Sunday, February 24, 2019

Linux Command to Find how Long a process is Running in UNIX

Hello guys, today, I am going to share one of the useful tips to find out how long a particular process is running in Linux. This is very useful while you are troubleshooting an issue and want to know whether your process or service is restarted fine on a daily or weekly basis. So you checked your process is running in Linux operating system and it's running fine, by using ps command. But now you want to know, from how long process is running, what is the start date of that process etc. Unfortunately, PS command in Linux or any UNIX based operating system doesn't provide that information.

But as said, UNIX or Linux has commands for almost everything and if there is no command, you can also check some important files in the /etc directory to find out some useful info. 

It’s been a long time, I have posted any UNIX or Linux command tutorial, after sharing some UNIX productivity tips. Hence, I am going to share this nice little tip, which you can use to check how long a particular process is running.

So I thought to share this nice little tip about finding runtime of a process in UNIX based systems like Linux and Solaris.  In this UNIX command tutorial, we will see step by step guide to finding, since when a particular process is running in a server.

Btw, if you are new into Linux or UNIX domain then I also suggest you go through a comprehensive Linux course like Linux Command Line Basics on Udemy to learn some fundamentals and essential commands of Linux. This will help you to quickly get up-to-speed in Linux and explore yourself. 

I bought this course a couple of months ago and even though I know most of the commands I found it quite interesting for revision and learned some useful options for find and grep which I didn't know earlier.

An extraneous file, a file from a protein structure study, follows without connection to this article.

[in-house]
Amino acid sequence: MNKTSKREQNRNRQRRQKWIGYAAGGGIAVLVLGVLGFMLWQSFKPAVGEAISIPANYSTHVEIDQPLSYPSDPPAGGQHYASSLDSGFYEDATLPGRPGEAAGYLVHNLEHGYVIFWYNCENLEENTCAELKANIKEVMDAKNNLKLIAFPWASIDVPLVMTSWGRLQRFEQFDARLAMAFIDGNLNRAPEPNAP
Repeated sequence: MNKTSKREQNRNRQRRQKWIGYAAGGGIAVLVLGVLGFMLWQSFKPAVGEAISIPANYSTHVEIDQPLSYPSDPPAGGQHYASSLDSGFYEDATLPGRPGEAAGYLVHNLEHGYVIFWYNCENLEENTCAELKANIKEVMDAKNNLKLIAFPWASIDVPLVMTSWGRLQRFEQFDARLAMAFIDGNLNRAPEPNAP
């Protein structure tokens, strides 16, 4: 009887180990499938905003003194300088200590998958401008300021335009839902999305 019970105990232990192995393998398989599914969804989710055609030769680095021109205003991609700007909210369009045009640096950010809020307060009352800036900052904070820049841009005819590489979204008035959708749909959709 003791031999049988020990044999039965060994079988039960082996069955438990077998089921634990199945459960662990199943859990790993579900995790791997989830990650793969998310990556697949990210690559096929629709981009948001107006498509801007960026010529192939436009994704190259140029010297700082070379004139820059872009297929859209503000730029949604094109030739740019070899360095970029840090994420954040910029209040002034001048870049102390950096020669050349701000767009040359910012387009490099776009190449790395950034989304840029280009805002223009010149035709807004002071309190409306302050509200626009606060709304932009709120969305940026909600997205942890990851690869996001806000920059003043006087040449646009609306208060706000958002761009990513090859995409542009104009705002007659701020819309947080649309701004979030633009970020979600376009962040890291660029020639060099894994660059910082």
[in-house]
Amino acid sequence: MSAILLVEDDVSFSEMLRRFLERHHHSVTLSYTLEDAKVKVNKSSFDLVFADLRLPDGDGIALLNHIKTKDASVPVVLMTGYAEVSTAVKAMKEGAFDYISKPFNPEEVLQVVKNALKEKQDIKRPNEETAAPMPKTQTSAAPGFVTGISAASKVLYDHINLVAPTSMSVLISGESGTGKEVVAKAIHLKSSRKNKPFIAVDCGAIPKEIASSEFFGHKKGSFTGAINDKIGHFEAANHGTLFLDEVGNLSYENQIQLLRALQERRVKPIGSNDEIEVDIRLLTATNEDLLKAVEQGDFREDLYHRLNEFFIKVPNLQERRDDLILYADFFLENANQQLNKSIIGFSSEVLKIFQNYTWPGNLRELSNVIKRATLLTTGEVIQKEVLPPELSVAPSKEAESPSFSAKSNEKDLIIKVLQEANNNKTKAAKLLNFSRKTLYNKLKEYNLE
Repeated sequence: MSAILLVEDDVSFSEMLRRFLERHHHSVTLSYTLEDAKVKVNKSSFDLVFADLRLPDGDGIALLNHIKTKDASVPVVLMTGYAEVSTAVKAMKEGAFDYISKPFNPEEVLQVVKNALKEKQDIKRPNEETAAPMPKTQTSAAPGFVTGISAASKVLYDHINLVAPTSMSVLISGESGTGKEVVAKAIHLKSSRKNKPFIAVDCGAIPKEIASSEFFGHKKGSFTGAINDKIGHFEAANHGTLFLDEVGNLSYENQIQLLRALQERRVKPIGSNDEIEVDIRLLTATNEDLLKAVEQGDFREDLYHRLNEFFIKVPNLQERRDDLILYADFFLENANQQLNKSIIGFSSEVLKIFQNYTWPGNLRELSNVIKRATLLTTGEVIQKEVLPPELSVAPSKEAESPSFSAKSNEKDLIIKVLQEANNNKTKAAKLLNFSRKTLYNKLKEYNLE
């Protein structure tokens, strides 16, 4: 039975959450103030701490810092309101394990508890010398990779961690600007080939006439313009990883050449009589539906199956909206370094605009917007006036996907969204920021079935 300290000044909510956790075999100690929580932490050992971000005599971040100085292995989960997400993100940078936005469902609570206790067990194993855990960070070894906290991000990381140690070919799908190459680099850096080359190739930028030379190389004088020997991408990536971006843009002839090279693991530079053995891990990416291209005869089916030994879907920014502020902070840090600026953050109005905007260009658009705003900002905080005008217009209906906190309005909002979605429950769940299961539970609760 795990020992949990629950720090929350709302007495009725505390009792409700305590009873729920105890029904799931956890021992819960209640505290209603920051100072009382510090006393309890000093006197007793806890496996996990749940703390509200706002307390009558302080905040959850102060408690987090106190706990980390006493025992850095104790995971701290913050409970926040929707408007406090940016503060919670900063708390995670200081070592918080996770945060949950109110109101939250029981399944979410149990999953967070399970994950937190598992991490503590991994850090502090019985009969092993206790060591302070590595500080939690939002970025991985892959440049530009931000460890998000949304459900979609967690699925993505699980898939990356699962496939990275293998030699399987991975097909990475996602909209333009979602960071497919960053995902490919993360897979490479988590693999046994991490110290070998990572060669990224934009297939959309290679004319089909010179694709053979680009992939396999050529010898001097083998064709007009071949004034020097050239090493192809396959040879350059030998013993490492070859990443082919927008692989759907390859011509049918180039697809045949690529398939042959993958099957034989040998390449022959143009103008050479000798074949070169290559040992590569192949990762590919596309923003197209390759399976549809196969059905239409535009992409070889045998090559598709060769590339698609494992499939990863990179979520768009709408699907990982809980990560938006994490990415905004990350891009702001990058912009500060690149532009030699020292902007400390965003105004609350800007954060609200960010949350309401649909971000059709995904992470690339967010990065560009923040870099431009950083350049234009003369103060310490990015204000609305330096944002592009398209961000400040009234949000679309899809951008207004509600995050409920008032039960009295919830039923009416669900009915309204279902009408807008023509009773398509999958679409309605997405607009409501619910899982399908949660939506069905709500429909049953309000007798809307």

Linux Commands to find Runtime of a Process

UNIX command to find runtime of a process in LinuxAs I said, there is no single command, which can tell us that from how long a process is running. We need to combine multiple commands, and our knowledge of UNIX based systems to find uptime of a process.


Step 1: Find process id by using ps command like

$ ps -ef | grep java
user 22031 22029   0   Jan 29 ?          24:53 java -Xms512M -Xmx512 Server

here 22031 is process id or PID. By the way, if there are more than one Java process running in your server than you might want to use a more specific grep command to find PID. 


Step 2: Find the Runtime or start time of a process
Once you found PID, you can look into proc directory for that process and check creation date, that's the time when your process was started. 

By looking that timestamp you can easily find from how long your process is running in Linux. 

In order to check the timestamp of any process id procs directory, you can use following ls UNIX command with option -ld as shown below :

$ ls -ld /proc/22031
dr-x--x--x   5 user     group           832 Jan 22 13:09 /proc/22031

Here process with PID 22031 has been running from Jan 22, 13:09.

If you are lucky, sometimes PS command also shows when a particular program has been started as shown in the following image:

How to Find Runtime of a Process in Linux and UNIX


That's all on How to find uptime for a process in Java. Yes, it's similar to what uptime command return for a server, but you can use this to find out how long a process has been running or when exactly it was started or rebooted. I really like these UNIX tips, as it's a great tool to find out how long a process is running in UNIX or Linux and I have used a couple of time to check if our web server is restarted or not. 


Further Learning
Linux Command Line Basics
Linux Command Line Interface (CLI) Fundamentals
Learn Linux in 5 Days and Level Up Your Career
Linux System Administration Fundamentals
How Linux Works: What Every SuperUser Should Know



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    Thanks for reading this article so far. If you like this article then please share with your friends and colleagues. If you have any questions or feedback then please drop a note.

    P. S. - If you are looking for some free online courses to start your Linux journey, you should check out my list of Free Linux Courses for Programmers, IT Professionals, and System Administrators.

    1 comment :

    --j aneiros said...

    Uhmm, what about the ps -o option with something like etime?

    My 20 cents tip: man ps or info ps.

    Have a nice week you all.

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